Extradition of the third man facing criminal charges over the so-called Roast Boasters scandal could be pursued if he refuses to return to New Zealand.
Police last week announced two men in New Zealand had been charged and a warrant was issued for a third man.
All are aged 24 and all are accused of sexual connection with a person aged 12-16.
Two men appeared in Waitākere District Court yesterday, seven years after the Roast Busters scandal erupted.
But there was no sign of the third man, thought to be in California.
"That person will be arrested if he returns to New Zealand," Detective Inspector John Sutton said when announcing the charges.
Yesterday, police told the Herald if the third accused man failed to return voluntarily, steps could be taken to bring him back.
Detective Inspector Kevin McNaughton of Waitematā police said decisions to pursue an extradition request were case-specific.
He said police had to consider the seriousness of the offence, strength of available evidence and the likely sentence upon conviction.
The charge the so-called "Roast Busters" men face carries maximum penalty of 10 years' imprisonment.
McNaughton said authorities also had to consider if a person could be readily located, and the anticipated cost of extraditing somebody.
"Requests for extradition are unlikely to be approved unless the person extradited would likely receive a substantial custodial sentence."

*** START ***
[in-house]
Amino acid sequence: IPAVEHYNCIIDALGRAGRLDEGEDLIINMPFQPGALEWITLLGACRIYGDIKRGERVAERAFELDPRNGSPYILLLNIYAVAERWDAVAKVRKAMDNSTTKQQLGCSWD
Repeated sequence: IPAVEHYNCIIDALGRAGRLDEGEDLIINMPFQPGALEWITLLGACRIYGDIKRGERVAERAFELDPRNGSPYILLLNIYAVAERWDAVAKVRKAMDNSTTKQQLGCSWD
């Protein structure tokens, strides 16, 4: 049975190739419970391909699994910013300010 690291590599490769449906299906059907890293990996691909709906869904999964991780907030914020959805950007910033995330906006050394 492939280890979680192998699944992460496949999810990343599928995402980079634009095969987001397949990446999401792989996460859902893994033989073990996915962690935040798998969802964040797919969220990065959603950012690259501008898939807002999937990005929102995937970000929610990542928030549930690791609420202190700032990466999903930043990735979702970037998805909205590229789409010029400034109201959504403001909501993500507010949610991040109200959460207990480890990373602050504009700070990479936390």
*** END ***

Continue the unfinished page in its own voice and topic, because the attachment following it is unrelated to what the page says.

But McNaughton added: "In this case, police are yet to make any final decisions on whether an extradition request will be made."
Police had been in contact with the man based overseas but McNaughton would not elaborate on that contact.
Extraditions are unusual but not without precedent.
The US is currently seeking the extradition of New Zealand fraudster Miles McKelvy on new drug trafficking allegations.
The Ministry of Justice said the highest number of extraditions to New Zealand were from Australia.
The Extradition Act and a bilateral treaty outline ways people can be extradited from the United States.
The treaty describes extraditable offences, which include sexual acts involving children which both countries regard as underage.
Doug MacMaster, a California criminal lawyer and former state prosecutor, told the Herald the New Zealand sexual connection offence was extremely similar to an existing US law.
Court documents the Herald has seen show all three men were jointly accused of sexual connection at a time when a complainant was under 16 but the trio were not.
In Waitākere District Court yesterday, the two men who appeared were remanded on bail without entering any pleas.
The first to appear, an Auckland man, wore a facemask in the courtroom. Lawyer Ron Mansfield represented him and sought interim name suppression.
The Herald opposed name suppression but suppression was granted until the man's next appearance.
A member of the public yelled "shame" as the accused man left the courthouse.
The second to appear lived in Waikato and declined to comment as he left the court.
Both appeared before a deputy registrar. They were ordered to return to court on January 15, when they will appear before a judge.
The Roast Busters scandal reverberated across New Zealand in 2013.
Members of the group allegedly bragged about performing sexual and degrading acts on drunk or underage girls.
The issue also sparked intense debate about how police investigated sex offence complaints.
Publicity prompted a second police investigation, Operation Clover, which identified 110 girls who had social contact with the so-called Roast Busters.
But Operation Clover resulted in no charges.
The Independent Police Conduct Authority later identified failures in how police handled complaints about the Roast Busters group as far back as 2011.